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Science Fairs Take Over the Box Office

Science Fair hit theatres across the country and we couldn’t be more excited to see science education promoted front and center in mainstream film.

Former Morse High School AP Stats and AP Computer Science teacher and current computer science curriculum influencer Shirley Miranda participated in her first science fair in the eighth grade. The experience became a building block for her love of science, self-empowerment and career in education and science fair coordination.

Variety Magazine called the Science Fair film "an ode to the teenage science geeks on whom our future depends." See how true this rings in Shirley's story of how science fairs ultimate changed the course of her life. 


Shirley-Miranda.jpgWhere It All Began

When my 8th eighth grade science teacher first said we’d be doing a science fair project in class, I thought, “I can’t build a volcano or anything.” It was the first real science class I had ever had. My classmates all seemed to know everything – like what a flask or test tube was – but it was all new and foreign to me. I was so relieved when I found out that that wasn’t what a science fair project was about. It was about doing an experiment to answer my own question. I was a shy, quiet, unsure 13-year-old when I did my first project (“The Memorization of Serialized Terms: A Correlation of Location vs. Recall” – yes, I do remember the title from over 30 years ago).

Through science fair, I found my voice.
 

What Happened Next

I did four science fair projects dealing with memory, learning, math and computer science through my junior year – each year advancing to compete in my regional fair, The Greater San Diego Science and Engineering Fair (GSDSEF). Upon the acceptance of my third project, I was proud to become a part of their Student Advisory Board (SAB). The SAB helped the GSDSEF Management Committee put on the Fair. I couldn’t wait to be co-chair of the SAB so I could increase my involvement.

In my senior year, I wanted to give back more to the GSDSEF which had provided me the opportunity to showcase my research work, taught me the importance of self-advocacy, and helped me develop my confidence in my science skills and myself. To do so, I didn’t do a project; instead, I dedicated myself to learning everything I could to help put on the science fair for other students to ensure they had the same opportunity I had. In fact, the summer before my senior year, I wrote curriculum and a science fair guide for my high school to use – it was my first paid job!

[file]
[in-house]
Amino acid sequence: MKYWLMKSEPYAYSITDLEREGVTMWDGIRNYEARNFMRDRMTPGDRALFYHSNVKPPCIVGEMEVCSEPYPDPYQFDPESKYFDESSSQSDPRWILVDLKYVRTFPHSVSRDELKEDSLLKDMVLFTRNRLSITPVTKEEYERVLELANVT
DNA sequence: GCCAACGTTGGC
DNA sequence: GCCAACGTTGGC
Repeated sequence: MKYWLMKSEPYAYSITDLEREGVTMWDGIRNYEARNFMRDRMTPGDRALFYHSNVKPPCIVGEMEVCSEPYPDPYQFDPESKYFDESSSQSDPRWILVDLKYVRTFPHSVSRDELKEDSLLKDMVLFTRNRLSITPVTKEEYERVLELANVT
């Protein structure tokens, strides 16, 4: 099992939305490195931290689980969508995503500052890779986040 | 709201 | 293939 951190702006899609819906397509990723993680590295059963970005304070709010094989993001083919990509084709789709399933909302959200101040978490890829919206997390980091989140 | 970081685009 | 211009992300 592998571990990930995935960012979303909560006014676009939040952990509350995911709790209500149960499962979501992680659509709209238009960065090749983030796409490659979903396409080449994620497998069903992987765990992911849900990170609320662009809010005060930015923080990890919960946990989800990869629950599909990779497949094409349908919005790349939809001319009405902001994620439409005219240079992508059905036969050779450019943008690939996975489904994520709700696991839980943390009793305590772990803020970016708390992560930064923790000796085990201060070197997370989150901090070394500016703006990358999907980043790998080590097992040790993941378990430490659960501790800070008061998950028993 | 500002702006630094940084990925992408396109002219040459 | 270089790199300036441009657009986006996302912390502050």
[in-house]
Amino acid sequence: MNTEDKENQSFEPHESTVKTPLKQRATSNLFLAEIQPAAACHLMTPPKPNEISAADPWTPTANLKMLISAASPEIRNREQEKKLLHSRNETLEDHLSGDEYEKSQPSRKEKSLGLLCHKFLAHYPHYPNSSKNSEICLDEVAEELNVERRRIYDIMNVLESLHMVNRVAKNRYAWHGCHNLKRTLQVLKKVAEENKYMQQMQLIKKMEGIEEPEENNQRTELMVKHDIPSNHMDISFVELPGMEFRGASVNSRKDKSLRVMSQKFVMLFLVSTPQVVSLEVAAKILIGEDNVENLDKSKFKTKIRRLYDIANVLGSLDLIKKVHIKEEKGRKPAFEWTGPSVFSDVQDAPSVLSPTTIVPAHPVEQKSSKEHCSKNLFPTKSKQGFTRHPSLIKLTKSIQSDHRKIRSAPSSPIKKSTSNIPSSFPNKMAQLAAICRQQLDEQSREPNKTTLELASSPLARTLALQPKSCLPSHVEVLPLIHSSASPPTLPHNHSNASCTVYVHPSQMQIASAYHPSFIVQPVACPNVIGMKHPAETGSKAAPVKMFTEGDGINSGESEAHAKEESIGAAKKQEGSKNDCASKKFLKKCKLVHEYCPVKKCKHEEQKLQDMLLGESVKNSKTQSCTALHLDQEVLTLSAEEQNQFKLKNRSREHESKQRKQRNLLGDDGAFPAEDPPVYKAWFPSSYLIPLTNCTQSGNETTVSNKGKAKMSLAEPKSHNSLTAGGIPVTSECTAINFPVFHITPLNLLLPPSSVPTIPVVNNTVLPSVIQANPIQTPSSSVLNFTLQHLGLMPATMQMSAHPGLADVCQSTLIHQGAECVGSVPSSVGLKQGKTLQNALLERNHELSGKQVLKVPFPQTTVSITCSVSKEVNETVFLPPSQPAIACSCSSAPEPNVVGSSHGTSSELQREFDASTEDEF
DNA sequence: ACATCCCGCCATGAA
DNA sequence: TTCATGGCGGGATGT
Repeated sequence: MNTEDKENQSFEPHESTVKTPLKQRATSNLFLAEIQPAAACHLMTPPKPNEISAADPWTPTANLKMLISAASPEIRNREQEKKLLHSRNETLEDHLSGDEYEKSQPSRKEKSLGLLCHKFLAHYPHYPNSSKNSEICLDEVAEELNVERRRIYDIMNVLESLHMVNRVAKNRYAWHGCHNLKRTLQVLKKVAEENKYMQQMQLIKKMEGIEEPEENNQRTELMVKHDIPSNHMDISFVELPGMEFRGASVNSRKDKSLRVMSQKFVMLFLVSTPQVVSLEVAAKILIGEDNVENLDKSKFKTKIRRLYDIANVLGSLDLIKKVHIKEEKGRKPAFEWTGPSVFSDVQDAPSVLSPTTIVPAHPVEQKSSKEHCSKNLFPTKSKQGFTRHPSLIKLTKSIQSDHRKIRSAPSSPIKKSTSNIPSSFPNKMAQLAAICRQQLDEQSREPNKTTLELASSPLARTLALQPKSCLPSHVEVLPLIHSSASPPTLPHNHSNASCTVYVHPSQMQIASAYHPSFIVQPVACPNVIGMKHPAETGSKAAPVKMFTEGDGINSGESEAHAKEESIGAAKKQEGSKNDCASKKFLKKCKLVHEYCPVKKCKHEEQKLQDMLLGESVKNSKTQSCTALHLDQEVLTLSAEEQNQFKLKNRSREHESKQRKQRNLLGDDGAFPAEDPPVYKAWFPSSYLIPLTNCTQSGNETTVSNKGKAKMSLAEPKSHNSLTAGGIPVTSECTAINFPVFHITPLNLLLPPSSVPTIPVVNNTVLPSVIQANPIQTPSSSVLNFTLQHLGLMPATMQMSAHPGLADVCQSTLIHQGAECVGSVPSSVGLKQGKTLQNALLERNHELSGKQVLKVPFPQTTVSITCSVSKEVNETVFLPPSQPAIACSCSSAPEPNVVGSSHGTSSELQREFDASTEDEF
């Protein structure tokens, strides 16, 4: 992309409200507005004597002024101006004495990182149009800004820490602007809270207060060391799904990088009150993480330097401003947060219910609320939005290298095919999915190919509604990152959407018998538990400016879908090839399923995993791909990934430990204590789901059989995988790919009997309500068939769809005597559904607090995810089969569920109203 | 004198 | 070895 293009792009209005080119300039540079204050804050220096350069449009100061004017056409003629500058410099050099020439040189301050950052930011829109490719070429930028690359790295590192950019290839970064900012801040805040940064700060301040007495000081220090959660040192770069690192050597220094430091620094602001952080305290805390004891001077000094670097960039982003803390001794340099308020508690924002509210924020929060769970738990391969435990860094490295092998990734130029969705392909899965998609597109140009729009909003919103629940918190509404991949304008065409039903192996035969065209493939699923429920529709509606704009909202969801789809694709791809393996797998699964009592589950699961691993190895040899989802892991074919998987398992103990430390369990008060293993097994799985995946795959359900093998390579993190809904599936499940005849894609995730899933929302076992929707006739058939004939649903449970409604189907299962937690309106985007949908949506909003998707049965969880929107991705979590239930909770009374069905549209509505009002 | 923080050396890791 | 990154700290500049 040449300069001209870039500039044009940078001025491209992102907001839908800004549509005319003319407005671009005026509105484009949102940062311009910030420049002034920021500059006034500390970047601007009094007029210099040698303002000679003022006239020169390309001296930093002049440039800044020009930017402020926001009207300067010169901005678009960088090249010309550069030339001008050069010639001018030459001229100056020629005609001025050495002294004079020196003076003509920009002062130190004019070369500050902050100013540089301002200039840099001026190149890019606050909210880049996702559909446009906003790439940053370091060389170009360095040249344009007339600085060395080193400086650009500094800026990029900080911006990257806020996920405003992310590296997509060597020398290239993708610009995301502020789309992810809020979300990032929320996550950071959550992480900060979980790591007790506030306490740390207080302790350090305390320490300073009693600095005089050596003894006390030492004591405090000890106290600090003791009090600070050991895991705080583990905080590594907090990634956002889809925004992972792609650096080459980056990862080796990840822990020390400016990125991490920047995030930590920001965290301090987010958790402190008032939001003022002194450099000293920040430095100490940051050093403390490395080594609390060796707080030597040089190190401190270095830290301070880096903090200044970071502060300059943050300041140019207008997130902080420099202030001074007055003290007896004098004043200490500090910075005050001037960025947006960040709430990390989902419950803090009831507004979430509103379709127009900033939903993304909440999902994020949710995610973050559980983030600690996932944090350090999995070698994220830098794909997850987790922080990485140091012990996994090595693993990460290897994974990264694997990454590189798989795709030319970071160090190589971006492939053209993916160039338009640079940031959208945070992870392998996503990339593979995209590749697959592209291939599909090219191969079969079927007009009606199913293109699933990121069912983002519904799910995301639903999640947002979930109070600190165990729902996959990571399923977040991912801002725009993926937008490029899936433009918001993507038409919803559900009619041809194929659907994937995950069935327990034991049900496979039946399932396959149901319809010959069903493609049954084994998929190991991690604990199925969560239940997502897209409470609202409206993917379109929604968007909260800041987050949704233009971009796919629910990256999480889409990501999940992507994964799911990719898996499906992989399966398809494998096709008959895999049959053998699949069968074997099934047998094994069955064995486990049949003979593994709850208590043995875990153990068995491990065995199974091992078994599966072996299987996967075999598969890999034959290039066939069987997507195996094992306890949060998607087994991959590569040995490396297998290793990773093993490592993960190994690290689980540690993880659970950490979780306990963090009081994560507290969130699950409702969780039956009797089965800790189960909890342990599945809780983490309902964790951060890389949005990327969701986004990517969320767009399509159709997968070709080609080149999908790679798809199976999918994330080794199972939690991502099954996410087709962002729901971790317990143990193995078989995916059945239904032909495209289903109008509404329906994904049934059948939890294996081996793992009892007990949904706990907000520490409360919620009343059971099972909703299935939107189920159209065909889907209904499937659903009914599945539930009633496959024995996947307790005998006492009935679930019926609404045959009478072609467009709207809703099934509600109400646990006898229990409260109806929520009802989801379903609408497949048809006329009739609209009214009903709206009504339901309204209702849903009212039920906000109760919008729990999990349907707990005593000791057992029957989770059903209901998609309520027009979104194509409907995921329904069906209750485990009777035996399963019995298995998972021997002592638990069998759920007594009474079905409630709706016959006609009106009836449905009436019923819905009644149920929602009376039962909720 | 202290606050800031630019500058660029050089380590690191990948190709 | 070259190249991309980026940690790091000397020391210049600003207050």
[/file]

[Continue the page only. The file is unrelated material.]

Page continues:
How It Changed My Career

Throughout college, I continued to volunteer as part of the Management Committee. It was a very proud day when I became the Director of the San Diego fair. All of it was volunteer work. My professional career as a software engineer stemmed from my junior year science fair project; however, after all my work with the science fair and continuing to see students get hands-on, meaningful and engaging experience, I decided to change careers and go into teaching. I taught math and computer science at my alma mater.

From the beginning of my teaching career, I had students do a science fair project. I literally dug up the science fair guide I created when I was 17 years old to use as a base for my classes. The entire time I was at my school, I was the only teacher to include science fair in the class. Because of that, many thought I was in the science department, despite the fact that my freshman algebra, geometry and statistics students were completing projects. It showed many – at the school and beyond – that students at a low-income and underrepresented school could successfully compete. Every year after the science fair, my students would wish that “I had done this sooner” because they recognized the tremendous skill growth – not just academically but personally – they had undergone. AND they had a blast!

This year, I will be developing computer science initiatives and experiences for K-12 students. I get to take what I did in the classroom and expand it throughout my large district. My personal experience with science fair has come full circle, truly integrating all my projects as a teenager.


Who This Work Impacts

The science fair experience has had such a profound impact on me that when I began my journey as an author, I knew my main character, Liz, would love science, engineering and computer science. I felt there weren’t too many teen characters that I could relate to, then or now. Other students like me, needed to be represented. Others who weren’t like me could get to walk in her shoes. In the Bits and Pieces series, Liz would later participate in science fair and the readers get to experience the science fair through her eyes. The project itself isn’t the focus, but rather her journey and fair itself. Like myself, Liz begins to find her voice and confidence through science fair.

I have seen the pride and joy that I felt when I was 13 reflected back at me from all levels of students from those who competed regionally to those at the International Science and Engineering Fair. It is the gift educators and the community hope all students receive – empowerment, self-advocacy, the ability to communicate and problem solve with creativity, and love of discovery.

KASHFIA-POST-JUDGING.jpg
Science Fair is now playing in select theatres.
 

Tell us: What’s your favorite science fair memory?
What was your most memorable project?
What did the experience afford you?
We want to hear!